After a week of relative stability, the Argentine peso slid more than 2.5% percent on Friday, as an economic crisis marked by high inflation, wobbly growth and an outflow of capital began to bite again.
The Argentina's peso, like currencies in other emerging markets, has come under pressure from a flight of capital to safe havens in the wake of a string of interest rate hikes by the U.S. Federal Reserve. Argentina's annual inflation rate is running at over 25%.
The central bank sold US$ 300 million on Friday to support the currency.
The US dollar was trading at almost 30 Argentine Pesos on Friday afternoon until it finally closed at 28.85, with a daily depreciation vs the greenback of 2.53%, and overall loss of 35% in the first half of the year.
Likewise the Argentine Merval index dropped 2.8%, despite equities rising across the region. Following an attempted recovery on Thursday, the US dollar uncertainty and negative info from the economy took their toll.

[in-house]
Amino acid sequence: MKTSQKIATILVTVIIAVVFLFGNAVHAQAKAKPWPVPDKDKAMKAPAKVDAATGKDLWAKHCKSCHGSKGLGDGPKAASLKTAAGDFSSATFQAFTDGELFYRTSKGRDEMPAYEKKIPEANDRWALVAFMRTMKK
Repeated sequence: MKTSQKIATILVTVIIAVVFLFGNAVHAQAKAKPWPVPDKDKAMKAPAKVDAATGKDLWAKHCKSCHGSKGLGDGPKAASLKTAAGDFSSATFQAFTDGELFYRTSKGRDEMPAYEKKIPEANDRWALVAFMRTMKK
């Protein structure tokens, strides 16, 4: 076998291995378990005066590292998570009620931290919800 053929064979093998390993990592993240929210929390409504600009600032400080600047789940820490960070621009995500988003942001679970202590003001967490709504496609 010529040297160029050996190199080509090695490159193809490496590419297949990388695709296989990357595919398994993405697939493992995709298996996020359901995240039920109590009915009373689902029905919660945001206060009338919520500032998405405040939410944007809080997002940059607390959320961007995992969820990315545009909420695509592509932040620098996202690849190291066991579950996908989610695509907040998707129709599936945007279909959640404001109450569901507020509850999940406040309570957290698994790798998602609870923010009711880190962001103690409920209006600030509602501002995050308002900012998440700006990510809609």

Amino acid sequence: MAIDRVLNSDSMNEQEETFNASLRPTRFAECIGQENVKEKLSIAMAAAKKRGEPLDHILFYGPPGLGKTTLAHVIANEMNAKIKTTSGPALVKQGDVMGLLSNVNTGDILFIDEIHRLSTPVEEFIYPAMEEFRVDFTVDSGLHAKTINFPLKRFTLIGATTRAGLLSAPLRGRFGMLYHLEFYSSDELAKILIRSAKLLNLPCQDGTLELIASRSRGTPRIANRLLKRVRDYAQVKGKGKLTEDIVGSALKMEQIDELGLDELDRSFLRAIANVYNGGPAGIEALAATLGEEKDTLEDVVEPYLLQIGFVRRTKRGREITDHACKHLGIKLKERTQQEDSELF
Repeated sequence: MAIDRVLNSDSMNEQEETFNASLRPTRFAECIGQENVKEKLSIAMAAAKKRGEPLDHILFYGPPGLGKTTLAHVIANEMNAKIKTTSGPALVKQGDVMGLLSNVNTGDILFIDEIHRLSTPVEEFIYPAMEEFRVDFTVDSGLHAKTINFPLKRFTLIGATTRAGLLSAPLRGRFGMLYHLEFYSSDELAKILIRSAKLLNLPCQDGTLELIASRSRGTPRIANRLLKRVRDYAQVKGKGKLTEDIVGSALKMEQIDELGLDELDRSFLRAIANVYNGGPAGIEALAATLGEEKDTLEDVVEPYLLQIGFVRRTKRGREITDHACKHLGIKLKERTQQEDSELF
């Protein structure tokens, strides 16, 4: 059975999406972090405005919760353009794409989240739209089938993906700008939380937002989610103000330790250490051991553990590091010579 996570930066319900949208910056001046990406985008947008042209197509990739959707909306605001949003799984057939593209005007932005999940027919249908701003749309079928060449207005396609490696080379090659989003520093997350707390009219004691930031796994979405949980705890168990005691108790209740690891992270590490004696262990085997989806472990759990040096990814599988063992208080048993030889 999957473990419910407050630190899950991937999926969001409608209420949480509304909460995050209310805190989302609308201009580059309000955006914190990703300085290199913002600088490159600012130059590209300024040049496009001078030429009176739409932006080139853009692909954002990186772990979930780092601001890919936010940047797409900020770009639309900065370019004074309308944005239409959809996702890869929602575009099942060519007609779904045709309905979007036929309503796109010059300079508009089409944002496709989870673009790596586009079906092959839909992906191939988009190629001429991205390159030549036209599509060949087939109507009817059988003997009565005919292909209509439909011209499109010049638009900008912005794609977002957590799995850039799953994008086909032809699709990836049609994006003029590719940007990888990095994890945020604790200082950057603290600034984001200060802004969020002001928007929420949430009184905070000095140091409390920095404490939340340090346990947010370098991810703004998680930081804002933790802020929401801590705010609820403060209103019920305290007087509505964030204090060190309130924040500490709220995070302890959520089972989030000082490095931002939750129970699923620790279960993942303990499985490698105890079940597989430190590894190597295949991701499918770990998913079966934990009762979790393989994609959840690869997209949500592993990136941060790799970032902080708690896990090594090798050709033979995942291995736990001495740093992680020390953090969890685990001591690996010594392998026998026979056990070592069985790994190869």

Friday releases of weaker manufacturing and slowing down of the construction industry hit the market, but even more impacting was the apparent radical change in the energy and public utilities policy.
In effect cabinet members apparently sponsor a freezing of public utilities rates, with the burden of power and gas going to distributors. This was interpreted as a political truce with the opposition and provincial governors, who even before the current situation faced severe budget shortfalls in their administrations.